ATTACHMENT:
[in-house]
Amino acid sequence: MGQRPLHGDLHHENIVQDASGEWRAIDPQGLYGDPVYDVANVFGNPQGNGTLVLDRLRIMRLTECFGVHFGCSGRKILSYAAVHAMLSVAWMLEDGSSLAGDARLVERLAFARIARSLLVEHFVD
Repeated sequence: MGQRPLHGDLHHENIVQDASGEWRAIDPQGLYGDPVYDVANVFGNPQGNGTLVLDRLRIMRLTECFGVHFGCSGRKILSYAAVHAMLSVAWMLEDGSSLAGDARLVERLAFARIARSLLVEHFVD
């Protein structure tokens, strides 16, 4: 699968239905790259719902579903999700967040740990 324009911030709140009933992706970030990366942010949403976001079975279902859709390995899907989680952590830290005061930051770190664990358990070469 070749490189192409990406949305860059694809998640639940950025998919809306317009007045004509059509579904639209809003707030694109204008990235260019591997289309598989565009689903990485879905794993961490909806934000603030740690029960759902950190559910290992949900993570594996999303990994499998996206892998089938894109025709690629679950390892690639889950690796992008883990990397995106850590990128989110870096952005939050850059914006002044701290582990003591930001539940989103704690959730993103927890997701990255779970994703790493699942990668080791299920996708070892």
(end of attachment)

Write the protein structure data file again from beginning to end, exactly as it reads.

[in-house]
Amino acid sequence: MGQRPLHGDLHHENIVQDASGEWRAIDPQGLYGDPVYDVANVFGNPQGNGTLVLDRLRIMRLTECFGVHFGCSGRKILSYAAVHAMLSVAWMLEDGSSLAGDARLVERLAFARIARSLLVEHFVD
Repeated sequence: MGQRPLHGDLHHENIVQDASGEWRAIDPQGLYGDPVYDVANVFGNPQGNGTLVLDRLRIMRLTECFGVHFGCSGRKILSYAAVHAMLSVAWMLEDGSSLAGDARLVERLAFARIARSLLVEHFVD
């Protein structure tokens, strides 16, 4: 699968239905790259719902579903999700967040740990 324009911030709140009933992706970030990366942010949403976001079975279902859709390995899907989680952590830290005061930051770190664990358990070469 070749490189192409990406949305860059694809998640639940950025998919809306317009007045004509059509579904639209809003707030694109204008990235260019591997289309598989565009689903990485879905794993961490909806934000603030740690029960759902950190559910290992949900993570594996999303990994499998996206892998089938894109025709690629679950390892690639889950690796992008883990990397995106850590990128989110870096952005939050850059914006002044701290582990003591930001539940989103704690959730993103927890997701990255779970994703790493699942990668080791299920996708070892």